There’s a man who by flapping his arms and farting flies out a window. Celeste’s father has unmetaphorical sex with a woman who comes to the island as a cook, and Celeste, who at that stage is believed to be a (human) male, is cast out of the monastery as the putative father. There’s a bloody battle, a walk through the underworld, an underclass who deliberately split their noses to avoid paying a nose tax. There’s more than one scene where a human man and a cow have consensual sex – told from the cow’s point of view. At least, I think that’s what’s happening among all the fiery language. Above all, there’s elaborate punning wordplay, and the whole story seems to revolve around the philosophical concept that, according to an authorial note, under certain circumstances, ‘An organism is able to reorganise itself into a higher level of order, to transcend itself.’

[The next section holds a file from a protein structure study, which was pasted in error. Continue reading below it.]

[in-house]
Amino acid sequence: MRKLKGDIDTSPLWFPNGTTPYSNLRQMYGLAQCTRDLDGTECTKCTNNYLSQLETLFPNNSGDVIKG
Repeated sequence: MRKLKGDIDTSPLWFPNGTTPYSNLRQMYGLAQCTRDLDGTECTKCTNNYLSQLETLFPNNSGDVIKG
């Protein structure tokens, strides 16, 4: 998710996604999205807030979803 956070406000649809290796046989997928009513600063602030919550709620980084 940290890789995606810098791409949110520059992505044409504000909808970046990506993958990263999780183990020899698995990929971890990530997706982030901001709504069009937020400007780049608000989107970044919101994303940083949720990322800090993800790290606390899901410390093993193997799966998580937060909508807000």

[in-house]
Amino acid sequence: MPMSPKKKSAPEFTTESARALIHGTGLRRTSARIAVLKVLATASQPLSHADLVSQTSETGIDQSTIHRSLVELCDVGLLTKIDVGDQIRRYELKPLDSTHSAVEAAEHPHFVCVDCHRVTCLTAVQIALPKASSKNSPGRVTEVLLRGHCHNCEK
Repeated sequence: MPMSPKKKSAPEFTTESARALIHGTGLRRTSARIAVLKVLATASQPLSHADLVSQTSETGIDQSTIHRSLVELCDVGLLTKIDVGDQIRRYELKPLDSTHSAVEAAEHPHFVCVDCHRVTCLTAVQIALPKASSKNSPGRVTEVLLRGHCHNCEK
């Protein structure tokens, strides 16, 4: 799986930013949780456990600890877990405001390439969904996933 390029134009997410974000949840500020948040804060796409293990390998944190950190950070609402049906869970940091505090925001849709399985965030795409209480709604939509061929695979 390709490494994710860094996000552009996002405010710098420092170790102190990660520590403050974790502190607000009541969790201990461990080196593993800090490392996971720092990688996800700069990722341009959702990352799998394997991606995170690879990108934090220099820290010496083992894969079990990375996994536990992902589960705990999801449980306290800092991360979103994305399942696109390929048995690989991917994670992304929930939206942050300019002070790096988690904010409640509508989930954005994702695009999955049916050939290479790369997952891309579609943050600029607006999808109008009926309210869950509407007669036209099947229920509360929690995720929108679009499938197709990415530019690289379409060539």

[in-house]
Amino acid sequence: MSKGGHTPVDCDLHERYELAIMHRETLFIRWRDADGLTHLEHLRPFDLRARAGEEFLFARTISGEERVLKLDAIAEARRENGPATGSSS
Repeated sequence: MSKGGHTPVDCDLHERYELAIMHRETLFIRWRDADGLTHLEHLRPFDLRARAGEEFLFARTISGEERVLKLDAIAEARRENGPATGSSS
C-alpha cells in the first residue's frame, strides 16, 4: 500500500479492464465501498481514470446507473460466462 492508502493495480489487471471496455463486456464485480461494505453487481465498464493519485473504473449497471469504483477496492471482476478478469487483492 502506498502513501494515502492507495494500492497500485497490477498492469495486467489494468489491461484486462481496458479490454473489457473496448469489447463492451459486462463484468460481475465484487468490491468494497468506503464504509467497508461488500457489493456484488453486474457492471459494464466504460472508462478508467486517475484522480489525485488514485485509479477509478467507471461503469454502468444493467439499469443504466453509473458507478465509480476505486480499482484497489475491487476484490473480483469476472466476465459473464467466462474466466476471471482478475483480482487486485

Take this as a confession of my thickness, but none of it made much sense to me. That didn’t stop me from enjoying the ride. The Kirkus Reviewer was wrong to describe the book as an allegory. That’s like wanting the zombies in zombie movies to mean something: maybe they do, maybe they don’t, but if you don’t respond to them viscerally as zombies, there’s no point. Rhoda Lerman may be have been exploring serious ideas, but (did I mention the farting man who flew?) she’s not po-faced about it. I did go back and skim-read the first couple of chapters again, and it turns out that this is one of those books where that’s a fruitful thing to do: what felt like gobbledygook on first reading now casts light on the confusing and tumultuous final few pages. I’m not going to read it all again, at least not right away, but I’m prepared to believe that in the midst of the exuberant, self-contradictory, sometimes chaotic eventfulness and wordiness, which are a blast in their own right, there’s something coherent going on.